Hmm...I think that if I gave this book to the reluctant readers I used to work with, after five minutes they would have thrown it across the room in frustration. This story really plays with unreliable narration. It forces the reader to wonder how is it possible for Benjamin to know all of this. What’s truth and what’s fiction? Even though this is a retrospective story, Benjamin’s narration constantly shifts perspective, describing events from other points of view—events he couldn’t possibly have witnessed—with the older Benjamin peaking in at various points, incorporating little notes and comments.
If I approached this book when I was younger, I don’t think I would have liked it, instead preferring my safe, relatively uncomplicated 19th century stories. Josefson’s novel has a post-modern feel, and reminded me of The French Lieutenant’s Woman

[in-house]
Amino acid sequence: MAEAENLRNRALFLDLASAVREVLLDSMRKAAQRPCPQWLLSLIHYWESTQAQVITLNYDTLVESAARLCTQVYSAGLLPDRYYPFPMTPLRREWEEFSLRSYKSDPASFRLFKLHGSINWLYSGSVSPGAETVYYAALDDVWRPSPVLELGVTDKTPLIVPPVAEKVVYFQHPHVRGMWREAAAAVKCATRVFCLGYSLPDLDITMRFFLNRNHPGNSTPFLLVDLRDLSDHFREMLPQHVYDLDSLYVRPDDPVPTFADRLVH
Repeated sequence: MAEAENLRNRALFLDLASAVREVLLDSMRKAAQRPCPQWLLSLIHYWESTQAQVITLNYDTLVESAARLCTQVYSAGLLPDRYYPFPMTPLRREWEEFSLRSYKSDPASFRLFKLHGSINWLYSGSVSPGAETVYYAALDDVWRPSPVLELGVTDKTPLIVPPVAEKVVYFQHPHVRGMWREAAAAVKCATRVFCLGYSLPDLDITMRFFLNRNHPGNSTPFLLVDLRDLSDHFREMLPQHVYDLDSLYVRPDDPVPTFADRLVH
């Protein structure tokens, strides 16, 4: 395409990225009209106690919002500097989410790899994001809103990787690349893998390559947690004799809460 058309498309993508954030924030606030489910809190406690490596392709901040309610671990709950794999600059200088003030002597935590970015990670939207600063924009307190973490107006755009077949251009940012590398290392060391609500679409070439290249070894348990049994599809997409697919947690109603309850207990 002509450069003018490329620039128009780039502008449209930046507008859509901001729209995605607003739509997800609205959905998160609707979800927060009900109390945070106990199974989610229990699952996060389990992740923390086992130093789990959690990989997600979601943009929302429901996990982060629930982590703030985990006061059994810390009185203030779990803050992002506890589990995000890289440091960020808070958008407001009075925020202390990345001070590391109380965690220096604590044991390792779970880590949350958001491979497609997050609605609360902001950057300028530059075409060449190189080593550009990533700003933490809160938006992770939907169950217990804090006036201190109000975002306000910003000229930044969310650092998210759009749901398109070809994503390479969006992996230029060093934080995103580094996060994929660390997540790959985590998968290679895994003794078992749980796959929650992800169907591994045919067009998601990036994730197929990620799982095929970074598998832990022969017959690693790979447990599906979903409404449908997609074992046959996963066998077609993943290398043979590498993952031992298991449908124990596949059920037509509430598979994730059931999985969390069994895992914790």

...how John Fowles as narrator would pop in various intervals saying hello. This is typically not the kind of literary genre I enjoy reading. I generally like texts that read straight through, stories that really allow the reader to focus in on various subtle connections within the text—how complex themes and language connect with and enhance character development. Don’t misunderstand me. That’s Not a Feeling
is an novel that certainly does this as well, however, it forces the reader to work in order to find all of the little nuances that are hidden in and among the words. Thus, I think this is one of those works that fairs better when read again.
That said, somehow Josefson’s book appealed to my sense of humor. I do like misfit characters, and this book is chock full of them—from the adults to the children. Everything described is a topsy-turvy mess, a mess that doesn’t seem to want to be resolved or even get better. In that sense, this is a very bleak, almost creepy read. Yet given the fact that this is a retrospective text, there is an underlying sense of survival. Overall, I feel that Josefson penned an interesting book.